The Federal Housing Administration (FHA) is proposing regulations to make project approval for single-family condominiums more flexible and reflective of market conditions.
On Sept. 27, 2016, the agency said the intent is to regulate “where necessary to ensure financial soundness and project viability” but “retain the ability to be responsive to the market.”
As set forth by the FHA, highlights of the proposal include:
- Minimum Owner-Occupancy Requirements
At present, approved condominium developments must have a minimum of 50 percent owner-occupied units. The FHA believes too few such units can “detract from the viability of a project” and too many “can harm its marketability.” So the FHA is proposing a range of 25 percent to 75 percent.
- Commercial/Nonresidential Space Limits
As it now stands, such space in an approved condominium development may not exceed 50 percent of total floor area. The FHA is proposing a range of 25 percent to 60 percent so the agency has flexibility to make adjustments.
- Single-Unit Approvals
The FHA is proposing, in certain circumstances, to insure mortgages for selected condominium units in developments not currently approved. A single unit may be eligible for approval if the project is not on the FHA’s list of approved projects or is not in a project subject to adverse determination for significant issues that affect the project’s viability; the unit is in a completed but unapproved project; the unit is not a manufactured housing condominium project or located in a two- to four-unit project; the unit is not a manufactured home and is in a project of at least five units; or the unit is in a project in which the number of single-unit approvals is limited to a maximum of 20 percent of the project.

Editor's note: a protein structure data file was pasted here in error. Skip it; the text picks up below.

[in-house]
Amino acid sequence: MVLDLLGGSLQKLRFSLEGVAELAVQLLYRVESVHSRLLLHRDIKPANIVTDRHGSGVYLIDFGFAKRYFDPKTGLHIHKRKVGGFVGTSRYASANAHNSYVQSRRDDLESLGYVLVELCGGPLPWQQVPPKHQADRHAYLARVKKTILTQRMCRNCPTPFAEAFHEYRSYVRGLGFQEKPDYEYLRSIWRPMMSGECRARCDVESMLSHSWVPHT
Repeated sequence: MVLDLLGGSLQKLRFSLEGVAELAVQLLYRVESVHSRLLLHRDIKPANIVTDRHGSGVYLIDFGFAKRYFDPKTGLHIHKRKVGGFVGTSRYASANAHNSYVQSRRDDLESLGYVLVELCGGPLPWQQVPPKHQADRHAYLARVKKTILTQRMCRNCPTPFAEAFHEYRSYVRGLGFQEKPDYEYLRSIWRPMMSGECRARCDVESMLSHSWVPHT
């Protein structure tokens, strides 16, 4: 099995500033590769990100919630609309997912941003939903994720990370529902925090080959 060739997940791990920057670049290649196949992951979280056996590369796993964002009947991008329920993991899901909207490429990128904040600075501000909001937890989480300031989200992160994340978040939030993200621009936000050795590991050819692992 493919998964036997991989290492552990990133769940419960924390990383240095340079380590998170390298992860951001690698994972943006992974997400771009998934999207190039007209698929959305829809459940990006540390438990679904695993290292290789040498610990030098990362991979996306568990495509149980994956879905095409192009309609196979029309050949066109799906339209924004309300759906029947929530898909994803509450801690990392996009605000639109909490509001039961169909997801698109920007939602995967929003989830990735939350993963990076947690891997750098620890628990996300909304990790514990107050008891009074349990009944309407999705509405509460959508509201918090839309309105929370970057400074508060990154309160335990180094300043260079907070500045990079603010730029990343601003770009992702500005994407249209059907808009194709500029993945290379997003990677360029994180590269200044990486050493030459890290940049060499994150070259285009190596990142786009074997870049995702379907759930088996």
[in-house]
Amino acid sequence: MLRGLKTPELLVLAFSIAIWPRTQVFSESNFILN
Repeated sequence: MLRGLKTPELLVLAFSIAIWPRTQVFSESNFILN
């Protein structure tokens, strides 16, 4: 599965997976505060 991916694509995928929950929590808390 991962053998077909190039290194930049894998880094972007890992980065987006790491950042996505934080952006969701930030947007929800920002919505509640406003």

- Condominium Project Approval Eligibility
The FHA and lenders would not approve proposed condominium projects or those under construction, but they could be approved in legal phases or on completion.
Read the FHA proposal here.
If you have questions about this topic or would like to discuss your land-use law needs, John Wisniewski may be reached at (732) 651-0040 or [email protected]